How do you set up bank accounts once you've been chosen as a conservator? - AgingCare.com

How do you set up bank accounts once you've been chosen as a conservator?

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My husband and I have been appointed conservators for my in-laws. Has anyone had experience setting up bank accounts for this and also how to contact social security to have their checks direct deposited into the estate accounts??

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Conservator must put the account in the Ward's name only. Conservator is only a signer on the account. Conservator must do tax returns annually. How the funds are spent is spelled out in the court order. If it specifies medical expenses, then it can only be spent on medical expenses. The conservator has to keep records and receipts and submit annual reports to the court. What happens at 18? Again you must read the court order. Many times the Conservator is in effect until age 21. Read the documents. Attend Conservator training provided by the courts.
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Consulted with a lawyer and he said not to hire one since the insurance company is settling for max on policy and all medical bills are paid for with $105K extra after bills. Court approval is just because she is a minor or money would have been paid by insurance company already. All that is left is to go to court for documents. When I say we I am talking more on the side of us as parents. Yes my wife is conservator so she is in control ( I have no problem with that). My main concern right now is just setting up account to hold the funds. Talked to bank and they said all they need is court document stating wife is conservator and how funds are to be reported for spending being in my daughters best interest. What type of restrictions do they put on spending of the money, say if my daughter wants a car. It is her money after all (if wife approves). Do we need a POA if she is a minor? Can her acct be setup as my wife as a joint on acct or how is that acct setup so the money can be withdrawn. And lastly what happens when daughter turns 18 years old. This is why I ask about Joint on account.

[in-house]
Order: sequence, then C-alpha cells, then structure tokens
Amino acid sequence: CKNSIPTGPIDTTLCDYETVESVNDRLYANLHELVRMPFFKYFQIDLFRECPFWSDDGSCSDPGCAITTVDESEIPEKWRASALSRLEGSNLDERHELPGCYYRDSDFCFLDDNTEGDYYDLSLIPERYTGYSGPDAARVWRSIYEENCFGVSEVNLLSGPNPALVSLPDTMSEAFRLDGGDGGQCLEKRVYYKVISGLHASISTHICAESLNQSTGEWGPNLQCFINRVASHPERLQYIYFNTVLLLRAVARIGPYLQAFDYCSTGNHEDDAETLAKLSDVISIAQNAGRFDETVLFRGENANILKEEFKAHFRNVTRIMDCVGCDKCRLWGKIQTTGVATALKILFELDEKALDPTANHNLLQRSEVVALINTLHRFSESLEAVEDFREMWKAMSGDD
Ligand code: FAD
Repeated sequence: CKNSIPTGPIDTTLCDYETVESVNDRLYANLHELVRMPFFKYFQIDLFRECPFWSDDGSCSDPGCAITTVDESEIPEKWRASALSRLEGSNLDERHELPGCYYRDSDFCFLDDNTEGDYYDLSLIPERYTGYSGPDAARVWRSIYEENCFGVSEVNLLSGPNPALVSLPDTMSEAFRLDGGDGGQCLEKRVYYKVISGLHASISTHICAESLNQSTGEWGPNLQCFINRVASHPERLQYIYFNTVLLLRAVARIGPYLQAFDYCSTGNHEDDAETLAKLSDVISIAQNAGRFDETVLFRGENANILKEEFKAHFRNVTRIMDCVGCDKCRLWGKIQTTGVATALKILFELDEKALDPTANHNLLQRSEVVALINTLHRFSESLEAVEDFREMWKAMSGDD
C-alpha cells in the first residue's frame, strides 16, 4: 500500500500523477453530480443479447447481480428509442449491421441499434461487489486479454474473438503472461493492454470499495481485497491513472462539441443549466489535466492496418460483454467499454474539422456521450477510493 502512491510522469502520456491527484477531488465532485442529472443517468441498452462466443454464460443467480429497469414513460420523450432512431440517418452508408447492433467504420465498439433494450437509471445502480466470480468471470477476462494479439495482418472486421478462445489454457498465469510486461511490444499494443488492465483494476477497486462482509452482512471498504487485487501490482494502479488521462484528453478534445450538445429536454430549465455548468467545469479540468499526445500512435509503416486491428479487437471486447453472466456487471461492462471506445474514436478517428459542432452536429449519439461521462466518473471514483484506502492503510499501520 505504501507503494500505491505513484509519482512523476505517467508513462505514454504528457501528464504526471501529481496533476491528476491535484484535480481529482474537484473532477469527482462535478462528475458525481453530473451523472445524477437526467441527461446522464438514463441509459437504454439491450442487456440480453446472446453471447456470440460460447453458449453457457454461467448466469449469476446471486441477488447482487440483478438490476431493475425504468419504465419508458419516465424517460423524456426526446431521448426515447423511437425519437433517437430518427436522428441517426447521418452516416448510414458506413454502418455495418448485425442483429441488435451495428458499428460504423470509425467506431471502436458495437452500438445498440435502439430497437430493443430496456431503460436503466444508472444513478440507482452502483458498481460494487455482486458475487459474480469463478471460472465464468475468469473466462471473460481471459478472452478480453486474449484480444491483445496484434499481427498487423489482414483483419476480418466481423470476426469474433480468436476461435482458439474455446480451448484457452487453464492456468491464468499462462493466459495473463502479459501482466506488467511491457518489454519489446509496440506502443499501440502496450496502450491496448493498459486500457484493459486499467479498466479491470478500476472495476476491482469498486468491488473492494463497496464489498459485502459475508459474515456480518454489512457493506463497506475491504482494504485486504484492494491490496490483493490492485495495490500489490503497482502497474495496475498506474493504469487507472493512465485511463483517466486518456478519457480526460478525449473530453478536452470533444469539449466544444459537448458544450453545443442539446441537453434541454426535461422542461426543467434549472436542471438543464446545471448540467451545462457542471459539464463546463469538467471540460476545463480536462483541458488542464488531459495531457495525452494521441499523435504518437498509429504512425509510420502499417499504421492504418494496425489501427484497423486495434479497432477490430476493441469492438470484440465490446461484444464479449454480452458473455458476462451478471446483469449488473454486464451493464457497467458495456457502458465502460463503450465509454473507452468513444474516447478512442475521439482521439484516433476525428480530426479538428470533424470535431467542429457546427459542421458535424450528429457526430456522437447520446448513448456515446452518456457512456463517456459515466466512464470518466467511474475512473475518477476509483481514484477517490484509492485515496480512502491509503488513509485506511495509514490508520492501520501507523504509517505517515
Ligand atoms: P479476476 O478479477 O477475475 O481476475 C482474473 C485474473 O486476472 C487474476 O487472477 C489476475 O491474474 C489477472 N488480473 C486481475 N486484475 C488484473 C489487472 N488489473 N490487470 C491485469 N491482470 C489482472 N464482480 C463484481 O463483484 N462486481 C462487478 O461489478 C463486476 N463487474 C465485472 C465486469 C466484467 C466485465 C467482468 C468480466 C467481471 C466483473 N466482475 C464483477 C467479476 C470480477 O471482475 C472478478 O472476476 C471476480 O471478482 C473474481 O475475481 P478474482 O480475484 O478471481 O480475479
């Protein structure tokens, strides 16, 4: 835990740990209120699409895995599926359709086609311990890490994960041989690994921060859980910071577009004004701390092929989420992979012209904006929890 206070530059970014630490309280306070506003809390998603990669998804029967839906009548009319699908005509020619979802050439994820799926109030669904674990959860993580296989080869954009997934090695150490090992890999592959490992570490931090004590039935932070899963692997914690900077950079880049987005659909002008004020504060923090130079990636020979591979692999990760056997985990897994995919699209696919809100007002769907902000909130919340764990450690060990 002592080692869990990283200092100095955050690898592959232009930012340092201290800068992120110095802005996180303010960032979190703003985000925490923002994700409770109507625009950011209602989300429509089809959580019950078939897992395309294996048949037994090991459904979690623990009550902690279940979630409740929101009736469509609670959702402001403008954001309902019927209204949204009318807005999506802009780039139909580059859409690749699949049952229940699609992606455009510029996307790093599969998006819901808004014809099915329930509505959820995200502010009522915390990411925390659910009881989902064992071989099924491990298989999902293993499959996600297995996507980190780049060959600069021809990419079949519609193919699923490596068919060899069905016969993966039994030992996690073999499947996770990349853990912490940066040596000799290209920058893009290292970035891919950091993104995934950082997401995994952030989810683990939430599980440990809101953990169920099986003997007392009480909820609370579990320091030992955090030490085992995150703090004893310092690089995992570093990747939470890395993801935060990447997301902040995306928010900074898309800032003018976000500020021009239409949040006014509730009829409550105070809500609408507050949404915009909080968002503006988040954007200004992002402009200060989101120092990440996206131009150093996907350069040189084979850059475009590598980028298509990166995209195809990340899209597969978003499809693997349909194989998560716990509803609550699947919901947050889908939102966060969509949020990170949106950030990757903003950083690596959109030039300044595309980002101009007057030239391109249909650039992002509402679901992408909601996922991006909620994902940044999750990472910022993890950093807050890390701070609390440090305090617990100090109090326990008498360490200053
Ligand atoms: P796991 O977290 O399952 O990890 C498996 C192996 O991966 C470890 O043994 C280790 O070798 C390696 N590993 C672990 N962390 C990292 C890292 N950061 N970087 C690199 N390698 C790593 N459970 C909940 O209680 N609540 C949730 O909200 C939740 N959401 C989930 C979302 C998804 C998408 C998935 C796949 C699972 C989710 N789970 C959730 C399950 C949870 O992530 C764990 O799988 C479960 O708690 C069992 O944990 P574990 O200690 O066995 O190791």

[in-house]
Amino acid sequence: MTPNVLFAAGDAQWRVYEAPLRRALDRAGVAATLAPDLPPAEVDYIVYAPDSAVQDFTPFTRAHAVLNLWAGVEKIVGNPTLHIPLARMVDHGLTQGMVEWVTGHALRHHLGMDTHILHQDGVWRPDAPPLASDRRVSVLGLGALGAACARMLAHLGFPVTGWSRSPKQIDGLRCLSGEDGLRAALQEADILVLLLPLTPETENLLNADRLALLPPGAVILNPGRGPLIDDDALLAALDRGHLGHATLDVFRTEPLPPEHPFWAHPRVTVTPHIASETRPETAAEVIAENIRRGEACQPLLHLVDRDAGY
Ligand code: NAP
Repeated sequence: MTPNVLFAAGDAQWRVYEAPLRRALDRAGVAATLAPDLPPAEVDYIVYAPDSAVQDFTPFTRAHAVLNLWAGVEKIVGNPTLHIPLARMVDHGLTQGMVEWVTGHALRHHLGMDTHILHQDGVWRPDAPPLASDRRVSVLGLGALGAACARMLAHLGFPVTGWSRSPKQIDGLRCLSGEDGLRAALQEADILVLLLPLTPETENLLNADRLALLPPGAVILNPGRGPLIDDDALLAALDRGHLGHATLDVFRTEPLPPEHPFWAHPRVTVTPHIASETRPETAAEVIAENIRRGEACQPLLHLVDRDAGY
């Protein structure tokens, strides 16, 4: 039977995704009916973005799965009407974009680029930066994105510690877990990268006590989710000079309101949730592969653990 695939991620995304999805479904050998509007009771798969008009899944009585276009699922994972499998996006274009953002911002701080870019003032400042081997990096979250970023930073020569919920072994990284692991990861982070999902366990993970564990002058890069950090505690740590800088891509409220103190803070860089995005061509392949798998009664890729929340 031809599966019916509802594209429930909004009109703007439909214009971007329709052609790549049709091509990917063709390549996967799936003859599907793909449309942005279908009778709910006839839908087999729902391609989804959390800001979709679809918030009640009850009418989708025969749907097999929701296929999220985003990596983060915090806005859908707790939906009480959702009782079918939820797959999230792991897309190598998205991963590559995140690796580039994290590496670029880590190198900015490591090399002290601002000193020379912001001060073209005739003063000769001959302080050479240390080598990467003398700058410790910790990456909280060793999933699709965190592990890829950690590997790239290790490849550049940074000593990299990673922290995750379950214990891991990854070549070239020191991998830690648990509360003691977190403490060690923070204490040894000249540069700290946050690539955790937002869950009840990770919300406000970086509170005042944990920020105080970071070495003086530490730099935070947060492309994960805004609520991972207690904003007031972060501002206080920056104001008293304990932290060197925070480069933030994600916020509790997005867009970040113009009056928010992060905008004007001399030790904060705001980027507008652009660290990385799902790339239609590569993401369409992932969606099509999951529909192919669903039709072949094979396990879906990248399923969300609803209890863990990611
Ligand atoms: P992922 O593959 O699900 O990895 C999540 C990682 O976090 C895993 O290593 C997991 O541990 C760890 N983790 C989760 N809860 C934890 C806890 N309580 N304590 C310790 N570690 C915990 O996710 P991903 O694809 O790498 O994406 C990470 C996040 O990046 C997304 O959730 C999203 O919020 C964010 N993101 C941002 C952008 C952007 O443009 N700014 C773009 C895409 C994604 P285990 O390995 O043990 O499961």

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Rickkk, I don't know why you are saying "we". If her mother is conservator you will be totally out of the picture. You need your own lawyer in court, to represent only your interests. See an attorney.